VAMPIRE ACADEMY (Mark Waters). Opens Friday (February 7). 110 minutes. See listings. Rating: N
I can say this for Vampire Academy: there's an academy in it, and there are vampires.
I have no idea whether Daniel Waters's movie accurately represents the tones or textures of Richelle Mead's novel, but I doubt it; surely if an author tried so nakedly to staple Harry Potter and Twilight together, the young-adult audience would see straight through it and move on to the next Mortal Instruments book.
I also suspect that Mead's books have a consistent tone, though whether that's a jokey high-school-with-monsters thing or a grim young-woman-caught-between-two-worlds thing, again, I cannot say. Because the movie is a mess.
Some of Vampire Academy is standard teen comedy, as you might expect from the director of Mean Girls. Large chunks of the film deal with BFFs Rose Hathaway (Zoey Deutch) and Lissa Dragomir (Lucy Fry), who are respectively a Dhampir warrior guardian and the vampire royalty she's sworn to protect. Their friendship is a little deeper than most 17-year-olds': Lissa and Rose share a psychic bond, and occasionally the half-vampire Rose offers her neck to Lissa for a little nourishment.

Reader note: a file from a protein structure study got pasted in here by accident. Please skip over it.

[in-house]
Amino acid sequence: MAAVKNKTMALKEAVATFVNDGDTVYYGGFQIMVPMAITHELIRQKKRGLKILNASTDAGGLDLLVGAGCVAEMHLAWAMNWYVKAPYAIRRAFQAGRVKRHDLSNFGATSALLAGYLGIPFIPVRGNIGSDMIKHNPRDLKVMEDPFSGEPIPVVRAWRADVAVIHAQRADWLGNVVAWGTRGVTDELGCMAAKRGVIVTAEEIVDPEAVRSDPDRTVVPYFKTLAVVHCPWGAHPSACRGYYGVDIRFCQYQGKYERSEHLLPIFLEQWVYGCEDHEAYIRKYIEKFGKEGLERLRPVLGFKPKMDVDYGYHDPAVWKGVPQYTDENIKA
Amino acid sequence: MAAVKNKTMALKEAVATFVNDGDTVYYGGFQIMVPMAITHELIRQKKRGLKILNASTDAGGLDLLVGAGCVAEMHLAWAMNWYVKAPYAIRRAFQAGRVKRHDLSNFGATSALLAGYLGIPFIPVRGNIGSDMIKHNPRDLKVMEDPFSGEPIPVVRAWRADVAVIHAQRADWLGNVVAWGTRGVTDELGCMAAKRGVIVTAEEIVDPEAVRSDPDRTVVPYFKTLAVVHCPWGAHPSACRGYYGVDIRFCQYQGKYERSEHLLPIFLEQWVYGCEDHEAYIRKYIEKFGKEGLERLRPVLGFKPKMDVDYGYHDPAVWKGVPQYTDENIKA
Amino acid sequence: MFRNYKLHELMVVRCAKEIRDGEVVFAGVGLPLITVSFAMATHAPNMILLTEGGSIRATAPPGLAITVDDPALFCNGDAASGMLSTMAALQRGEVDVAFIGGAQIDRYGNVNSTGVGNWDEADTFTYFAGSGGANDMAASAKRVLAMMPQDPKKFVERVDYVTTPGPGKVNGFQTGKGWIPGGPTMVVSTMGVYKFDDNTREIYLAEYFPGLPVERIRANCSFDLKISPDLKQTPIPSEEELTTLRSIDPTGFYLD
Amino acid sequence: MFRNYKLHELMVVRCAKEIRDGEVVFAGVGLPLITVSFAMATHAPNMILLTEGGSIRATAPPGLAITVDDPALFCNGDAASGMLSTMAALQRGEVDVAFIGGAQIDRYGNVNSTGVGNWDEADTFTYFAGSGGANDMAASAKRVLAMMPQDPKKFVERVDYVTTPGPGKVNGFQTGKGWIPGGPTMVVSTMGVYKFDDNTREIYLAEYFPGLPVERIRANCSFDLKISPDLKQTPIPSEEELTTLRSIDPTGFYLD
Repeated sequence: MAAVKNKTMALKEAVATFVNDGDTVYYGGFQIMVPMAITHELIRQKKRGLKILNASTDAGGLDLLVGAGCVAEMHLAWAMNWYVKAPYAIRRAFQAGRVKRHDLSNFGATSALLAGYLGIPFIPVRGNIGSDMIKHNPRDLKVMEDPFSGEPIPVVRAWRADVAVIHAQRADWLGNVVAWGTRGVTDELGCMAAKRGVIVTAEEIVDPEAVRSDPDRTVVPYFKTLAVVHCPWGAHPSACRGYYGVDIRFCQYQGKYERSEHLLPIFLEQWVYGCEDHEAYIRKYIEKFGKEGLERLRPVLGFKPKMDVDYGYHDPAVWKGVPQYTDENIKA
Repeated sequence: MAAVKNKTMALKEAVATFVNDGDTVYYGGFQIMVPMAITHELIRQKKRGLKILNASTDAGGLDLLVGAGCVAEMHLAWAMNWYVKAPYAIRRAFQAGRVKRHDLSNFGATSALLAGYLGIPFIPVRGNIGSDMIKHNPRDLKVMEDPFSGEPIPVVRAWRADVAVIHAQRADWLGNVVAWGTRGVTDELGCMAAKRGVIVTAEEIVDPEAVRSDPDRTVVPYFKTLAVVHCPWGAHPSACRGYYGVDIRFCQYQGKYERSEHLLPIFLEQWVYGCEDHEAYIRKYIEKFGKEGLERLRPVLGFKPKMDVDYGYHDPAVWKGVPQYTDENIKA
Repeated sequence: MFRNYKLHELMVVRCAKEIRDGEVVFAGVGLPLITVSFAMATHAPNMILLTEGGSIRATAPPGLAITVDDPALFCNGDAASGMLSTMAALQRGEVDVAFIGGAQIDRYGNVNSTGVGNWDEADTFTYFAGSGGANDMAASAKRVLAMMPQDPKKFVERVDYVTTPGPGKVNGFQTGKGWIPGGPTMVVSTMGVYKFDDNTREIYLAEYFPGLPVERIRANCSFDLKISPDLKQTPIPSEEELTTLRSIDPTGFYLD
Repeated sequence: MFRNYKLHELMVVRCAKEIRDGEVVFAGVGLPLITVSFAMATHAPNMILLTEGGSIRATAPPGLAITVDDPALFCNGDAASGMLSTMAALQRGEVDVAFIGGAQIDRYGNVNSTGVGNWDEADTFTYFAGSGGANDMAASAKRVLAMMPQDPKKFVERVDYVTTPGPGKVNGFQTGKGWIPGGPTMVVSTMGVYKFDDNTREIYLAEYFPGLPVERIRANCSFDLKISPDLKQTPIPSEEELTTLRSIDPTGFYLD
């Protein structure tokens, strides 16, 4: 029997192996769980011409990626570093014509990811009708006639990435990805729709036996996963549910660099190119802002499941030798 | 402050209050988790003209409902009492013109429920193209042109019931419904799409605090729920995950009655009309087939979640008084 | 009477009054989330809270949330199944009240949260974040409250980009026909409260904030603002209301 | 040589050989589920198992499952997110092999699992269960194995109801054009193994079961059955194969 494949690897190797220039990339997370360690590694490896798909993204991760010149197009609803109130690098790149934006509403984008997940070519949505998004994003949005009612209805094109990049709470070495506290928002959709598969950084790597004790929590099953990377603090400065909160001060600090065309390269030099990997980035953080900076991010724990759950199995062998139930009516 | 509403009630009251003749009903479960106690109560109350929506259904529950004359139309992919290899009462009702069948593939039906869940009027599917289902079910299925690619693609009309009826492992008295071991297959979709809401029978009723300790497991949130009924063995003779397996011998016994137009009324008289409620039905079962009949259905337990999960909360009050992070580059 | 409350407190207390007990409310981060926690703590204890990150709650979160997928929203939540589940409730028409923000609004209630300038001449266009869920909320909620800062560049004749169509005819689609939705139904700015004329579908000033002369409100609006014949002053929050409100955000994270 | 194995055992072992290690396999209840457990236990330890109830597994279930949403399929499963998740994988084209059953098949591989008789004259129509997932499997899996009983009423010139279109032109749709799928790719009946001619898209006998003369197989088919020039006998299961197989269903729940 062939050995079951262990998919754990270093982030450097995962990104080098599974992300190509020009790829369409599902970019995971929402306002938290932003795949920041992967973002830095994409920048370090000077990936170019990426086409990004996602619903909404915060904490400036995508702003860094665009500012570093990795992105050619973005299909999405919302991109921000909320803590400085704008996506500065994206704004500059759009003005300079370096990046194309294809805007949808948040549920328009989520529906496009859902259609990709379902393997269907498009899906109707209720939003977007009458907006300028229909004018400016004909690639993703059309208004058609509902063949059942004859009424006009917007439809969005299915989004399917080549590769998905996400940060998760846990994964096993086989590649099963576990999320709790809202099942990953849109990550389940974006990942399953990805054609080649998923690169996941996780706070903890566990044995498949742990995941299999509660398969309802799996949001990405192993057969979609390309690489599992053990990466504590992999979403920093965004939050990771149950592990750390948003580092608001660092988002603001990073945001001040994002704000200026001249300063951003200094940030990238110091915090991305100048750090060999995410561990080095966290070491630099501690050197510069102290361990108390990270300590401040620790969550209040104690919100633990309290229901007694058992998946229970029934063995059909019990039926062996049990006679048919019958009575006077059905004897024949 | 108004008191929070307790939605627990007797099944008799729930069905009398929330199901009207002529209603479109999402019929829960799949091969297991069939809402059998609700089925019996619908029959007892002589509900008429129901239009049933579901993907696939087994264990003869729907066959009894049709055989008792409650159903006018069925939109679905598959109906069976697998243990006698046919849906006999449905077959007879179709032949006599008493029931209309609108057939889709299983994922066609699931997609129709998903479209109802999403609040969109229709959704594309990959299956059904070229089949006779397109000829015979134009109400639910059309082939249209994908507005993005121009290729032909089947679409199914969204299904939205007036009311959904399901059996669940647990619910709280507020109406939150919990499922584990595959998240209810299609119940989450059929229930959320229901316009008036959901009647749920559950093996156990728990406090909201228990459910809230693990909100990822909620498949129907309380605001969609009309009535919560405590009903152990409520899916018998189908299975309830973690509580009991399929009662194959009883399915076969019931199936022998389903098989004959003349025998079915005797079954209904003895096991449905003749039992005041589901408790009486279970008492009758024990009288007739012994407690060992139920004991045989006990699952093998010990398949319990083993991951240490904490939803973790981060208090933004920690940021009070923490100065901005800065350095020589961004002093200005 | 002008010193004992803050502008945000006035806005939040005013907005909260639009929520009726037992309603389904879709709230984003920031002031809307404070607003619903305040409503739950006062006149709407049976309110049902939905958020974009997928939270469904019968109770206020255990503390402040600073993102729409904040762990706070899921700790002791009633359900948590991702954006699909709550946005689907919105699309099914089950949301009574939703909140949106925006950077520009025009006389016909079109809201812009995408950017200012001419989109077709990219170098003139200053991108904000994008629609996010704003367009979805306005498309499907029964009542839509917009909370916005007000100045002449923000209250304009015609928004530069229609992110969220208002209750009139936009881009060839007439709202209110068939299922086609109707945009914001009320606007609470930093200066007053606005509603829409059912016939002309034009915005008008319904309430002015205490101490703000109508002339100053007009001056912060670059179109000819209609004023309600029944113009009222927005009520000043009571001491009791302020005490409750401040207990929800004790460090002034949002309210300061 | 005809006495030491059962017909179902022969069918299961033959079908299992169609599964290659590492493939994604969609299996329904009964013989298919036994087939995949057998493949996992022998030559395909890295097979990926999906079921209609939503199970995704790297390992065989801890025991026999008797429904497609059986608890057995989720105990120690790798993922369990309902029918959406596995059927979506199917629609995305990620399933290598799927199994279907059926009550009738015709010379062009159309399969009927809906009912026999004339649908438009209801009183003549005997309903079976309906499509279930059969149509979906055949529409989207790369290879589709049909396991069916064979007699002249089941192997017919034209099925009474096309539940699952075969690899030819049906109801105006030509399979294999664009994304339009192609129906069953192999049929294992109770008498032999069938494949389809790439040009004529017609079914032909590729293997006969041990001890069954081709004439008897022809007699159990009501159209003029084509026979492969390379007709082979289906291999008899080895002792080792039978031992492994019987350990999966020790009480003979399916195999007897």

After a perfunctory introduction involving a flashback and a fight scene in Portland, Oregon, Rose and Lissa wind up back at St. Vladimir's Academy in Montana, where their kind are sheltered from the outside world - but remain very vulnerable to backstabbing queen bees and boys with cheekbones that could cut glass.
Every time the movie tilts toward the vampire stuff, with its dense mythology of Moroi purebloods and red-eyed Strigoi berserkers and some strange doings amongst the faculty, it just screeches to a halt. (That such screeching can happen in the middle of an otherwise charming scene is a clear indication of post-production retooling.)
When the movie does stay focused on Rose's story, Deutch makes a very likeable hero, juggling Vampire Academy's supernatural gravitas and its looser, comical material easily. The movie ends on the promise of a sequel, not that one is likely to materialize. But I'd almost be willing to sit through it to see what she can do as a proper star.